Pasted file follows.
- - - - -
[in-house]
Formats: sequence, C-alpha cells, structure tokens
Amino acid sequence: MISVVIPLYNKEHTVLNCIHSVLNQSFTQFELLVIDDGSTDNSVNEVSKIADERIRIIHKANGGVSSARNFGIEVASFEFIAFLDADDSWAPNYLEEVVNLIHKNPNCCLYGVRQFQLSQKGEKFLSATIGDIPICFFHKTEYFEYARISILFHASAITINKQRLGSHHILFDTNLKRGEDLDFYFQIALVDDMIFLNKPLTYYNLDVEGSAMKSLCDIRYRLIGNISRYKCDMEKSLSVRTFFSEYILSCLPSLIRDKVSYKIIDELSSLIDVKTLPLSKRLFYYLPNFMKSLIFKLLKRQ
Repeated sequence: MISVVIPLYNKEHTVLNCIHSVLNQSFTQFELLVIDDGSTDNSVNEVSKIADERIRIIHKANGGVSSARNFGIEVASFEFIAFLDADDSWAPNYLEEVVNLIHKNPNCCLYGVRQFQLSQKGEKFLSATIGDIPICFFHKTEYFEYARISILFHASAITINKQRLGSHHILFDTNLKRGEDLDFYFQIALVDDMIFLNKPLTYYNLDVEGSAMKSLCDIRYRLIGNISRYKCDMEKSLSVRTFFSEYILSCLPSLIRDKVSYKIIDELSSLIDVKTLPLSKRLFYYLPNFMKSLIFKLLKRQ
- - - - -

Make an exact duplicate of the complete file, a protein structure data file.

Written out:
[in-house]
Formats: sequence, C-alpha cells, structure tokens
Amino acid sequence: MISVVIPLYNKEHTVLNCIHSVLNQSFTQFELLVIDDGSTDNSVNEVSKIADERIRIIHKANGGVSSARNFGIEVASFEFIAFLDADDSWAPNYLEEVVNLIHKNPNCCLYGVRQFQLSQKGEKFLSATIGDIPICFFHKTEYFEYARISILFHASAITINKQRLGSHHILFDTNLKRGEDLDFYFQIALVDDMIFLNKPLTYYNLDVEGSAMKSLCDIRYRLIGNISRYKCDMEKSLSVRTFFSEYILSCLPSLIRDKVSYKIIDELSSLIDVKTLPLSKRLFYYLPNFMKSLIFKLLKRQ
Repeated sequence: MISVVIPLYNKEHTVLNCIHSVLNQSFTQFELLVIDDGSTDNSVNEVSKIADERIRIIHKANGGVSSARNFGIEVASFEFIAFLDADDSWAPNYLEEVVNLIHKNPNCCLYGVRQFQLSQKGEKFLSATIGDIPICFFHKTEYFEYARISILFHASAITINKQRLGSHHILFDTNLKRGEDLDFYFQIALVDDMIFLNKPLTYYNLDVEGSAMKSLCDIRYRLIGNISRYKCDMEKSLSVRTFFSEYILSCLPSLIRDKVSYKIIDELSSLIDVKTLPLSKRLFYYLPNFMKSLIFKLLKRQ